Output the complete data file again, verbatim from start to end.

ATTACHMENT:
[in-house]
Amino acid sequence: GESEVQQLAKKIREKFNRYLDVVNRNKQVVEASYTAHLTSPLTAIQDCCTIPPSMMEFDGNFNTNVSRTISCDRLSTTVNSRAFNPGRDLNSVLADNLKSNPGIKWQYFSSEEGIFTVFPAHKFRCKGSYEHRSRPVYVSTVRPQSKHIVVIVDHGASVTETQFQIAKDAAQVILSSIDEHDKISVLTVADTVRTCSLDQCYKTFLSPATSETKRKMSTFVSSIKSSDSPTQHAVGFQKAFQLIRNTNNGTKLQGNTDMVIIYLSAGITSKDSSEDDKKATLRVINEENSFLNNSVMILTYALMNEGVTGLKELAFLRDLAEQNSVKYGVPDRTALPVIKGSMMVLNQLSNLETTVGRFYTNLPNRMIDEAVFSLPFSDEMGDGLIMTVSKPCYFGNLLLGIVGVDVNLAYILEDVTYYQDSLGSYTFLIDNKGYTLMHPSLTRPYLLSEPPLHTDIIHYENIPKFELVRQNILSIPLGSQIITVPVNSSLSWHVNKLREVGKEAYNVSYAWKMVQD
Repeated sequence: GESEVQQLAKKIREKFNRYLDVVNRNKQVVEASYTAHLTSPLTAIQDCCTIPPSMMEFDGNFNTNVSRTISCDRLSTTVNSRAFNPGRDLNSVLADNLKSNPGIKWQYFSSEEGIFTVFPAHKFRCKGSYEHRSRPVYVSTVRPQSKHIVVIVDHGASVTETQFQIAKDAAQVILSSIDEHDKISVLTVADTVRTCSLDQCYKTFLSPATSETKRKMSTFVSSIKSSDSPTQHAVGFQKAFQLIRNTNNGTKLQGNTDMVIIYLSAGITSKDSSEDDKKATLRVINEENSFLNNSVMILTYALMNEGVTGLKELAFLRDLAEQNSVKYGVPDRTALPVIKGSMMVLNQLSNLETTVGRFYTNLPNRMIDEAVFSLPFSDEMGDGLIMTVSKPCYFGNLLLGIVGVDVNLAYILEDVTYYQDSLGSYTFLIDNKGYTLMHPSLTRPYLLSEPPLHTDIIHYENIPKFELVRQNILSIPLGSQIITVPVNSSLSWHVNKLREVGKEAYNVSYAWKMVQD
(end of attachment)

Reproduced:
[in-house]
Amino acid sequence: GESEVQQLAKKIREKFNRYLDVVNRNKQVVEASYTAHLTSPLTAIQDCCTIPPSMMEFDGNFNTNVSRTISCDRLSTTVNSRAFNPGRDLNSVLADNLKSNPGIKWQYFSSEEGIFTVFPAHKFRCKGSYEHRSRPVYVSTVRPQSKHIVVIVDHGASVTETQFQIAKDAAQVILSSIDEHDKISVLTVADTVRTCSLDQCYKTFLSPATSETKRKMSTFVSSIKSSDSPTQHAVGFQKAFQLIRNTNNGTKLQGNTDMVIIYLSAGITSKDSSEDDKKATLRVINEENSFLNNSVMILTYALMNEGVTGLKELAFLRDLAEQNSVKYGVPDRTALPVIKGSMMVLNQLSNLETTVGRFYTNLPNRMIDEAVFSLPFSDEMGDGLIMTVSKPCYFGNLLLGIVGVDVNLAYILEDVTYYQDSLGSYTFLIDNKGYTLMHPSLTRPYLLSEPPLHTDIIHYENIPKFELVRQNILSIPLGSQIITVPVNSSLSWHVNKLREVGKEAYNVSYAWKMVQD
Repeated sequence: GESEVQQLAKKIREKFNRYLDVVNRNKQVVEASYTAHLTSPLTAIQDCCTIPPSMMEFDGNFNTNVSRTISCDRLSTTVNSRAFNPGRDLNSVLADNLKSNPGIKWQYFSSEEGIFTVFPAHKFRCKGSYEHRSRPVYVSTVRPQSKHIVVIVDHGASVTETQFQIAKDAAQVILSSIDEHDKISVLTVADTVRTCSLDQCYKTFLSPATSETKRKMSTFVSSIKSSDSPTQHAVGFQKAFQLIRNTNNGTKLQGNTDMVIIYLSAGITSKDSSEDDKKATLRVINEENSFLNNSVMILTYALMNEGVTGLKELAFLRDLAEQNSVKYGVPDRTALPVIKGSMMVLNQLSNLETTVGRFYTNLPNRMIDEAVFSLPFSDEMGDGLIMTVSKPCYFGNLLLGIVGVDVNLAYILEDVTYYQDSLGSYTFLIDNKGYTLMHPSLTRPYLLSEPPLHTDIIHYENIPKFELVRQNILSIPLGSQIITVPVNSSLSWHVNKLREVGKEAYNVSYAWKMVQD